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I have an old laptop running Ubuntu 9.10 which I use as a LAMP environment for web development, and I have a comfortable, powerful desktop computer with Windows 7 installed on it. These two are connected to a home router so both can access the internet.

I have been able to set up Samba so I can mount my Apache home directory so it is accessible from Windows and is mapped as a network drive.

What I'd like to do is access some Windows folders from Linux so I could automatically create backups (with cron scripts) of my work to physically different locations on the Windows box. Perhaps at a later time I'd set up a local Subversion repository but I'd love to keep backups of that on the Windows drives too.

Using Ubuntu's Places/Network menu I can see my desktop but I'm unable to log in to that despite having created the corrent username and password on Windows. All I can get is the following error message: "Unable to mount location. Failed to retrieve share list from server."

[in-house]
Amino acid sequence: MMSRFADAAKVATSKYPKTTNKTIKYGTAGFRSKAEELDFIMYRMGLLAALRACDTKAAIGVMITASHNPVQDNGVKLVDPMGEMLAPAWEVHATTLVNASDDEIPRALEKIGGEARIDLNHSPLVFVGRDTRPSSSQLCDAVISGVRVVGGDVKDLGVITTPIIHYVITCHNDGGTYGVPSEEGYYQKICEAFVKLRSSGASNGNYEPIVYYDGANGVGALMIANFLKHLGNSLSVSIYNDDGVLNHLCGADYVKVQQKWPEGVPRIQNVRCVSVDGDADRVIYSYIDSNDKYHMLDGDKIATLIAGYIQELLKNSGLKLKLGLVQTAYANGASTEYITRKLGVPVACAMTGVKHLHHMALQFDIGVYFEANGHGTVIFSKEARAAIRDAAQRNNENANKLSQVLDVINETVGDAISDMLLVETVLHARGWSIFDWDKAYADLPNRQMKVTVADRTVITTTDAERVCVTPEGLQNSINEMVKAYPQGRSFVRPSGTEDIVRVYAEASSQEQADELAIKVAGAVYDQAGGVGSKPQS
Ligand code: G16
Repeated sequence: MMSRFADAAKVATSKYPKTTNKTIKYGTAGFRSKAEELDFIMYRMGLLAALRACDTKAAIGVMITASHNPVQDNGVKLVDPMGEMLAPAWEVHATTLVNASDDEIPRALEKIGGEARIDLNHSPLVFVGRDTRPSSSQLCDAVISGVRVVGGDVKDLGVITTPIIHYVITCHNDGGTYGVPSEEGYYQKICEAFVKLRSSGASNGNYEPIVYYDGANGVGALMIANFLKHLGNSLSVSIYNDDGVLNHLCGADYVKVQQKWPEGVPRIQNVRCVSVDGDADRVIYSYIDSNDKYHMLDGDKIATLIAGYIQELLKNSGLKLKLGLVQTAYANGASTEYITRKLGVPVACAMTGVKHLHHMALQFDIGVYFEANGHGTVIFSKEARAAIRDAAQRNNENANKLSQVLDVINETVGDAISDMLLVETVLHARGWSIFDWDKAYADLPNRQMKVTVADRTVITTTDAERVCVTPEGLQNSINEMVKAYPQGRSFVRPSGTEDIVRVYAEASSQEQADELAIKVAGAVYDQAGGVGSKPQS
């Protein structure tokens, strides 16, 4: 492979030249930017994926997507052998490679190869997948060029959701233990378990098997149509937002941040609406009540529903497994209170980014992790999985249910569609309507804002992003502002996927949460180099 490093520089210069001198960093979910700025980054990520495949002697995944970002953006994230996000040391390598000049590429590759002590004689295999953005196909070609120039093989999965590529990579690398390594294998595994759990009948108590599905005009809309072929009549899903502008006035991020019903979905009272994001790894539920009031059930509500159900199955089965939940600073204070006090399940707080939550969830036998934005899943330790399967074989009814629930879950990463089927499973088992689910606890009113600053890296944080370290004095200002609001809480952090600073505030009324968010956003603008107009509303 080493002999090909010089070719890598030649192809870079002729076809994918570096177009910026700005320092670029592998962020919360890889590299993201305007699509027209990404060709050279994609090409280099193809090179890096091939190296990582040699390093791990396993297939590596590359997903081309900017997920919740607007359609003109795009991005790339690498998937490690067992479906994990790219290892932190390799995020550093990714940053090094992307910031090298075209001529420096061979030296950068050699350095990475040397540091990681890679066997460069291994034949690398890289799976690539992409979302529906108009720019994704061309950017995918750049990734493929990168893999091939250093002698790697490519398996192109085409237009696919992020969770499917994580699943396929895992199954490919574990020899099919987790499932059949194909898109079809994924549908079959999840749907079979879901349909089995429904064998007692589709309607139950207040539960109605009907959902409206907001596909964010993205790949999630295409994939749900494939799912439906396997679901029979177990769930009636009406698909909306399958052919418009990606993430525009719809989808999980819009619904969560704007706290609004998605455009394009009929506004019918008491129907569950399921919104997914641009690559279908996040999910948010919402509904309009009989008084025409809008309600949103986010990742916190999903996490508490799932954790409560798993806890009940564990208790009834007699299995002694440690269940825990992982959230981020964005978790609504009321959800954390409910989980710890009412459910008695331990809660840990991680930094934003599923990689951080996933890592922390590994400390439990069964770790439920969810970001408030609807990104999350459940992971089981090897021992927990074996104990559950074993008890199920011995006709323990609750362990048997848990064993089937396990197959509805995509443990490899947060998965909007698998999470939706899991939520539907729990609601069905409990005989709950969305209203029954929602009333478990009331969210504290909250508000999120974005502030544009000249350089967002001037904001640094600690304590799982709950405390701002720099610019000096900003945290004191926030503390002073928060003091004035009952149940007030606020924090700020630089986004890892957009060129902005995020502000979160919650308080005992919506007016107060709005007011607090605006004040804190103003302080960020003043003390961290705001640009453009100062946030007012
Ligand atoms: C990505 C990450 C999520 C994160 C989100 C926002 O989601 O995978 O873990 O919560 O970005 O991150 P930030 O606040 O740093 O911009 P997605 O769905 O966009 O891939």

What could be misconfigurated?

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(Sorry, I can't write comments. Just a couple of Qs for you)

  1. Have you tried Places -> Connect to Server?
  2. Have you tried connecting to the Windows machine from another Windows machine? (Eliminates possible problems with the winbox firewall or networking components.)
share|improve this answer
I tried the Connect to Server as a Windows share, but it was unsuccessful. The username, the domain and the password were all correct but instead of getting any (error) message the connection dialog just reappeared after click the Connect button. Currently I don't have access to other Windows machines here. – Wabbitseason Jun 5 '10 at 21:36
Hey, sorry, when I wrote the reply I didn't realise how long it'd been since you asked! If you don't have other Win machines then I guess you're on a workgroup - try again without using a domain name. On my system that's Connect to Server... select Service type: Windows share type the name of the Windows machine without any slashes for the server, eg. Server: jonathan and then the name of the share, eg. Share: incoming. Nothing else is necessary... any better? – Andy Jun 5 '10 at 22:16

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